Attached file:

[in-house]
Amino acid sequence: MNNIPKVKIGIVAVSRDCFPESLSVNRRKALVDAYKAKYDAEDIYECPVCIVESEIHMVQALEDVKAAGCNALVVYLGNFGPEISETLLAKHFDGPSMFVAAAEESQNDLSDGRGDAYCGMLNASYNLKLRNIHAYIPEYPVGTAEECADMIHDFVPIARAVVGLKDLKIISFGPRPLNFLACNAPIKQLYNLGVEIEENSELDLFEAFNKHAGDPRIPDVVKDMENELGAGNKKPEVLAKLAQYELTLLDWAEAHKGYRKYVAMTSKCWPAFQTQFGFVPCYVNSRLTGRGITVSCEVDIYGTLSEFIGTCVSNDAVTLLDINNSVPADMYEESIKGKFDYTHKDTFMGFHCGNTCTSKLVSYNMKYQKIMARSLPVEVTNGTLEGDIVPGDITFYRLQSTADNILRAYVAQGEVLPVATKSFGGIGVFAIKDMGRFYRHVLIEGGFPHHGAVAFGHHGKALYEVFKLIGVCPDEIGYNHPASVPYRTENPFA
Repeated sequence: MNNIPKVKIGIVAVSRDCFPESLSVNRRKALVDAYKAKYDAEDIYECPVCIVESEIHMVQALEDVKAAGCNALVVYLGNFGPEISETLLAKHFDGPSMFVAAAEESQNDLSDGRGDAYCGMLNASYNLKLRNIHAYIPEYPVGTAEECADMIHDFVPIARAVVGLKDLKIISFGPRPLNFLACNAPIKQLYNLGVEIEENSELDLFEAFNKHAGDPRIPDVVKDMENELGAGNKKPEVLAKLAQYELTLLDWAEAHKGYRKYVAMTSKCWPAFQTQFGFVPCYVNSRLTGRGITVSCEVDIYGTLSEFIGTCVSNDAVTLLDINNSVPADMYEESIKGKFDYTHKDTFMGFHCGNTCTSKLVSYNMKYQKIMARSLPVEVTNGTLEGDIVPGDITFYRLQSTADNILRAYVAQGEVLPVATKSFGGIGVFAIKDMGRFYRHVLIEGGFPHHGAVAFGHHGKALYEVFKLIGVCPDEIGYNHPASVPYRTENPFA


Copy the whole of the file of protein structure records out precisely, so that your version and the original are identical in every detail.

[in-house]
Amino acid sequence: MNNIPKVKIGIVAVSRDCFPESLSVNRRKALVDAYKAKYDAEDIYECPVCIVESEIHMVQALEDVKAAGCNALVVYLGNFGPEISETLLAKHFDGPSMFVAAAEESQNDLSDGRGDAYCGMLNASYNLKLRNIHAYIPEYPVGTAEECADMIHDFVPIARAVVGLKDLKIISFGPRPLNFLACNAPIKQLYNLGVEIEENSELDLFEAFNKHAGDPRIPDVVKDMENELGAGNKKPEVLAKLAQYELTLLDWAEAHKGYRKYVAMTSKCWPAFQTQFGFVPCYVNSRLTGRGITVSCEVDIYGTLSEFIGTCVSNDAVTLLDINNSVPADMYEESIKGKFDYTHKDTFMGFHCGNTCTSKLVSYNMKYQKIMARSLPVEVTNGTLEGDIVPGDITFYRLQSTADNILRAYVAQGEVLPVATKSFGGIGVFAIKDMGRFYRHVLIEGGFPHHGAVAFGHHGKALYEVFKLIGVCPDEIGYNHPASVPYRTENPFA
Repeated sequence: MNNIPKVKIGIVAVSRDCFPESLSVNRRKALVDAYKAKYDAEDIYECPVCIVESEIHMVQALEDVKAAGCNALVVYLGNFGPEISETLLAKHFDGPSMFVAAAEESQNDLSDGRGDAYCGMLNASYNLKLRNIHAYIPEYPVGTAEECADMIHDFVPIARAVVGLKDLKIISFGPRPLNFLACNAPIKQLYNLGVEIEENSELDLFEAFNKHAGDPRIPDVVKDMENELGAGNKKPEVLAKLAQYELTLLDWAEAHKGYRKYVAMTSKCWPAFQTQFGFVPCYVNSRLTGRGITVSCEVDIYGTLSEFIGTCVSNDAVTLLDINNSVPADMYEESIKGKFDYTHKDTFMGFHCGNTCTSKLVSYNMKYQKIMARSLPVEVTNGTLEGDIVPGDITFYRLQSTADNILRAYVAQGEVLPVATKSFGGIGVFAIKDMGRFYRHVLIEGGFPHHGAVAFGHHGKALYEVFKLIGVCPDEIGYNHPASVPYRTENPFA